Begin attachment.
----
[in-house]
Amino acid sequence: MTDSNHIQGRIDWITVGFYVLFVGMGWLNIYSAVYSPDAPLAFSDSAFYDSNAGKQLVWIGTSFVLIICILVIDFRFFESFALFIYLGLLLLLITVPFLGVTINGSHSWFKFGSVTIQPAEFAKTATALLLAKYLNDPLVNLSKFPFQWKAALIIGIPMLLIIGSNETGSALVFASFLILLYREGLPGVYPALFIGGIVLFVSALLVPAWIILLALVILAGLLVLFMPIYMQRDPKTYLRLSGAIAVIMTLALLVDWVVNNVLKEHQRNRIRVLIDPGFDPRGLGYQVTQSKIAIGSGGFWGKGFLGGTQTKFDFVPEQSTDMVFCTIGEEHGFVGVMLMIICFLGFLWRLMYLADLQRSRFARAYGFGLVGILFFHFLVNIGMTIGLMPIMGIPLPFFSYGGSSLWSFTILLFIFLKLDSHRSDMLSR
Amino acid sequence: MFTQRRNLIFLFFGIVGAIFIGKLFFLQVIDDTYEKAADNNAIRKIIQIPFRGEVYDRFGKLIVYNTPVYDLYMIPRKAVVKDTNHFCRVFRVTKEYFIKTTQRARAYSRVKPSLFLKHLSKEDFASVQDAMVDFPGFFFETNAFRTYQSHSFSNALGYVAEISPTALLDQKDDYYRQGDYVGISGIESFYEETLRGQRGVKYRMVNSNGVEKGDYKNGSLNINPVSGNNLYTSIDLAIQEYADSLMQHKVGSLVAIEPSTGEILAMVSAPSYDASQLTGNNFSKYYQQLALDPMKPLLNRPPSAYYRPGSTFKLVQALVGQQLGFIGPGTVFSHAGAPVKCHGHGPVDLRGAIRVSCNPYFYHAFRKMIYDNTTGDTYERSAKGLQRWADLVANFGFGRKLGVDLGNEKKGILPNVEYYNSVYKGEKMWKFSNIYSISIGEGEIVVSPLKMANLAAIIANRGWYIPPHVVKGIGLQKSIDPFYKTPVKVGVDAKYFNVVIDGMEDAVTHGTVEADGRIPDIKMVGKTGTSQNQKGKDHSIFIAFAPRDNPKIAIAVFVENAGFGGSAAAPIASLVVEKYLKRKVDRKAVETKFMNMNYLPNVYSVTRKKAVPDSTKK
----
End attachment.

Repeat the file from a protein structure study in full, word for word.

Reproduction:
[in-house]
Amino acid sequence: MTDSNHIQGRIDWITVGFYVLFVGMGWLNIYSAVYSPDAPLAFSDSAFYDSNAGKQLVWIGTSFVLIICILVIDFRFFESFALFIYLGLLLLLITVPFLGVTINGSHSWFKFGSVTIQPAEFAKTATALLLAKYLNDPLVNLSKFPFQWKAALIIGIPMLLIIGSNETGSALVFASFLILLYREGLPGVYPALFIGGIVLFVSALLVPAWIILLALVILAGLLVLFMPIYMQRDPKTYLRLSGAIAVIMTLALLVDWVVNNVLKEHQRNRIRVLIDPGFDPRGLGYQVTQSKIAIGSGGFWGKGFLGGTQTKFDFVPEQSTDMVFCTIGEEHGFVGVMLMIICFLGFLWRLMYLADLQRSRFARAYGFGLVGILFFHFLVNIGMTIGLMPIMGIPLPFFSYGGSSLWSFTILLFIFLKLDSHRSDMLSR
Amino acid sequence: MFTQRRNLIFLFFGIVGAIFIGKLFFLQVIDDTYEKAADNNAIRKIIQIPFRGEVYDRFGKLIVYNTPVYDLYMIPRKAVVKDTNHFCRVFRVTKEYFIKTTQRARAYSRVKPSLFLKHLSKEDFASVQDAMVDFPGFFFETNAFRTYQSHSFSNALGYVAEISPTALLDQKDDYYRQGDYVGISGIESFYEETLRGQRGVKYRMVNSNGVEKGDYKNGSLNINPVSGNNLYTSIDLAIQEYADSLMQHKVGSLVAIEPSTGEILAMVSAPSYDASQLTGNNFSKYYQQLALDPMKPLLNRPPSAYYRPGSTFKLVQALVGQQLGFIGPGTVFSHAGAPVKCHGHGPVDLRGAIRVSCNPYFYHAFRKMIYDNTTGDTYERSAKGLQRWADLVANFGFGRKLGVDLGNEKKGILPNVEYYNSVYKGEKMWKFSNIYSISIGEGEIVVSPLKMANLAAIIANRGWYIPPHVVKGIGLQKSIDPFYKTPVKVGVDAKYFNVVIDGMEDAVTHGTVEADGRIPDIKMVGKTGTSQNQKGKDHSIFIAFAPRDNPKIAIAVFVENAGFGGSAAAPIASLVVEKYLKRKVDRKAVETKFMNMNYLPNVYSVTRKKAVPDSTKK